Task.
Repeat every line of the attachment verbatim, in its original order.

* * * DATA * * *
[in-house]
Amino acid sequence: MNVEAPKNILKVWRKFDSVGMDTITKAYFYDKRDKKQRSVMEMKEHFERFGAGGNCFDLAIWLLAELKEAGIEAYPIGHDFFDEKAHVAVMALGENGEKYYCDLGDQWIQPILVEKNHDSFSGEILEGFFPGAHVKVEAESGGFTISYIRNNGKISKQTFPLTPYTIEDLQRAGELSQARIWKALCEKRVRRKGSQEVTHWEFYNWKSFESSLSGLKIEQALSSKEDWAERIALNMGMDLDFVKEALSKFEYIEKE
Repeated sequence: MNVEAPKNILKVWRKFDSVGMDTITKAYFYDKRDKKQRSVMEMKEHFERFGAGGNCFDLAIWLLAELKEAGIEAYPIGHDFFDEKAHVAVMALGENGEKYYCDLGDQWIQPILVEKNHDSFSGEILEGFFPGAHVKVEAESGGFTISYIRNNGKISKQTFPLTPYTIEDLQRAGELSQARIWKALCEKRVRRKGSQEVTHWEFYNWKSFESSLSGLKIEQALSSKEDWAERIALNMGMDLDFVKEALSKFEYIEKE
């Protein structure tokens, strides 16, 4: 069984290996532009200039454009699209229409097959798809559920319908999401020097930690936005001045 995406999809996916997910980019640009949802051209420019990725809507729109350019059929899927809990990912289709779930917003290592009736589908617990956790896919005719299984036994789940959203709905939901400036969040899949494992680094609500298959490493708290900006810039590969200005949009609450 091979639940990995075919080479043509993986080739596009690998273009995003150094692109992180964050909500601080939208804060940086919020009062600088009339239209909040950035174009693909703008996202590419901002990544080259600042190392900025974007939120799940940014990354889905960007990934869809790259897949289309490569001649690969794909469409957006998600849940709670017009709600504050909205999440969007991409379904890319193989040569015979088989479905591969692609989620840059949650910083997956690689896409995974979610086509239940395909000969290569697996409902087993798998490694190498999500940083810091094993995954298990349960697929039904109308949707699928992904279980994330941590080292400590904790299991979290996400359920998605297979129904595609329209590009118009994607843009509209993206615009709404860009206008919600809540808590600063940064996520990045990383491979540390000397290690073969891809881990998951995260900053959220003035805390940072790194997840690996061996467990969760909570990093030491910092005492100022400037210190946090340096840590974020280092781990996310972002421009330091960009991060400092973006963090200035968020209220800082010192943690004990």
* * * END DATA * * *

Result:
[in-house]
Amino acid sequence: MNVEAPKNILKVWRKFDSVGMDTITKAYFYDKRDKKQRSVMEMKEHFERFGAGGNCFDLAIWLLAELKEAGIEAYPIGHDFFDEKAHVAVMALGENGEKYYCDLGDQWIQPILVEKNHDSFSGEILEGFFPGAHVKVEAESGGFTISYIRNNGKISKQTFPLTPYTIEDLQRAGELSQARIWKALCEKRVRRKGSQEVTHWEFYNWKSFESSLSGLKIEQALSSKEDWAERIALNMGMDLDFVKEALSKFEYIEKE
Repeated sequence: MNVEAPKNILKVWRKFDSVGMDTITKAYFYDKRDKKQRSVMEMKEHFERFGAGGNCFDLAIWLLAELKEAGIEAYPIGHDFFDEKAHVAVMALGENGEKYYCDLGDQWIQPILVEKNHDSFSGEILEGFFPGAHVKVEAESGGFTISYIRNNGKISKQTFPLTPYTIEDLQRAGELSQARIWKALCEKRVRRKGSQEVTHWEFYNWKSFESSLSGLKIEQALSSKEDWAERIALNMGMDLDFVKEALSKFEYIEKE
């Protein structure tokens, strides 16, 4: 069984290996532009200039454009699209229409097959798809559920319908999401020097930690936005001045 995406999809996916997910980019640009949802051209420019990725809507729109350019059929899927809990990912289709779930917003290592009736589908617990956790896919005719299984036994789940959203709905939901400036969040899949494992680094609500298959490493708290900006810039590969200005949009609450 091979639940990995075919080479043509993986080739596009690998273009995003150094692109992180964050909500601080939208804060940086919020009062600088009339239209909040950035174009693909703008996202590419901002990544080259600042190392900025974007939120799940940014990354889905960007990934869809790259897949289309490569001649690969794909469409957006998600849940709670017009709600504050909205999440969007991409379904890319193989040569015979088989479905591969692609989620840059949650910083997956690689896409995974979610086509239940395909000969290569697996409902087993798998490694190498999500940083810091094993995954298990349960697929039904109308949707699928992904279980994330941590080292400590904790299991979290996400359920998605297979129904595609329209590009118009994607843009509209993206615009709404860009206008919600809540808590600063940064996520990045990383491979540390000397290690073969891809881990998951995260900053959220003035805390940072790194997840690996061996467990969760909570990093030491910092005492100022400037210190946090340096840590974020280092781990996310972002421009330091960009991060400092973006963090200035968020209220800082010192943690004990």